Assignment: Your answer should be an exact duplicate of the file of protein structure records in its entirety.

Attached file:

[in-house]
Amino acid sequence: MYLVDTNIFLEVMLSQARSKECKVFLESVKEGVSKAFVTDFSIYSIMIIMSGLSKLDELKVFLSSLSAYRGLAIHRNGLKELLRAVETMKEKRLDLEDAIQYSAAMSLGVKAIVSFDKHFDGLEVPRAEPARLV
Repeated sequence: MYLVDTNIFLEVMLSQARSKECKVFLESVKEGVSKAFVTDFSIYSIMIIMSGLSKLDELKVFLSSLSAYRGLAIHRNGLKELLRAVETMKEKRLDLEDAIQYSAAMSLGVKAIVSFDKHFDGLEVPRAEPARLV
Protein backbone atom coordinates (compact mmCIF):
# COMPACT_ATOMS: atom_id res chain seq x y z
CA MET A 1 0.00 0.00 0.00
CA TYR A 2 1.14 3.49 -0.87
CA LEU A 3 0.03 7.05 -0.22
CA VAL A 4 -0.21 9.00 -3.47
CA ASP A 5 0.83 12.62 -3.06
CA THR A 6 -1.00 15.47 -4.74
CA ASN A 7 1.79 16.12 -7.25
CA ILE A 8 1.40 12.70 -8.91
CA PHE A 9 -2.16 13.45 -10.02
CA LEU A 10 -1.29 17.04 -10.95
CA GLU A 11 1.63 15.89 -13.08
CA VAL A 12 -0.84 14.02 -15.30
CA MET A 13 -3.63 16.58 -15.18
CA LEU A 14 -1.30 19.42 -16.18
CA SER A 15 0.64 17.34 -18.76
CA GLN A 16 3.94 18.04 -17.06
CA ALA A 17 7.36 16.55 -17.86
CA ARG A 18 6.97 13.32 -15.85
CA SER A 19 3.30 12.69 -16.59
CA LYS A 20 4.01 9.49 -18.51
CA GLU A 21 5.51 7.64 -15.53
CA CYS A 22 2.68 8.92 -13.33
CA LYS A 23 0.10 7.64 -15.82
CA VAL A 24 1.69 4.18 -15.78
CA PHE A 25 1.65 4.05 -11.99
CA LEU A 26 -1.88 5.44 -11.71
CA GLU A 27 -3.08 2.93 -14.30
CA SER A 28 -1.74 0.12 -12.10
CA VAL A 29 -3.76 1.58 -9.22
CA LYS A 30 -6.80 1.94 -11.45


[in-house]
Amino acid sequence: MYLVDTNIFLEVMLSQARSKECKVFLESVKEGVSKAFVTDFSIYSIMIIMSGLSKLDELKVFLSSLSAYRGLAIHRNGLKELLRAVETMKEKRLDLEDAIQYSAAMSLGVKAIVSFDKHFDGLEVPRAEPARLV
Repeated sequence: MYLVDTNIFLEVMLSQARSKECKVFLESVKEGVSKAFVTDFSIYSIMIIMSGLSKLDELKVFLSSLSAYRGLAIHRNGLKELLRAVETMKEKRLDLEDAIQYSAAMSLGVKAIVSFDKHFDGLEVPRAEPARLV
Protein backbone atom coordinates (compact mmCIF):
# COMPACT_ATOMS: atom_id res chain seq x y z
CA MET A 1 0.00 0.00 0.00
CA TYR A 2 1.14 3.49 -0.87
CA LEU A 3 0.03 7.05 -0.22
CA VAL A 4 -0.21 9.00 -3.47
CA ASP A 5 0.83 12.62 -3.06
CA THR A 6 -1.00 15.47 -4.74
CA ASN A 7 1.79 16.12 -7.25
CA ILE A 8 1.40 12.70 -8.91
CA PHE A 9 -2.16 13.45 -10.02
CA LEU A 10 -1.29 17.04 -10.95
CA GLU A 11 1.63 15.89 -13.08
CA VAL A 12 -0.84 14.02 -15.30
CA MET A 13 -3.63 16.58 -15.18
CA LEU A 14 -1.30 19.42 -16.18
CA SER A 15 0.64 17.34 -18.76
CA GLN A 16 3.94 18.04 -17.06
CA ALA A 17 7.36 16.55 -17.86
CA ARG A 18 6.97 13.32 -15.85
CA SER A 19 3.30 12.69 -16.59
CA LYS A 20 4.01 9.49 -18.51
CA GLU A 21 5.51 7.64 -15.53
CA CYS A 22 2.68 8.92 -13.33
CA LYS A 23 0.10 7.64 -15.82
CA VAL A 24 1.69 4.18 -15.78
CA PHE A 25 1.65 4.05 -11.99
CA LEU A 26 -1.88 5.44 -11.71
CA GLU A 27 -3.08 2.93 -14.30
CA SER A 28 -1.74 0.12 -12.10
CA VAL A 29 -3.76 1.58 -9.22
CA LYS A 30 -6.80 1.94 -11.45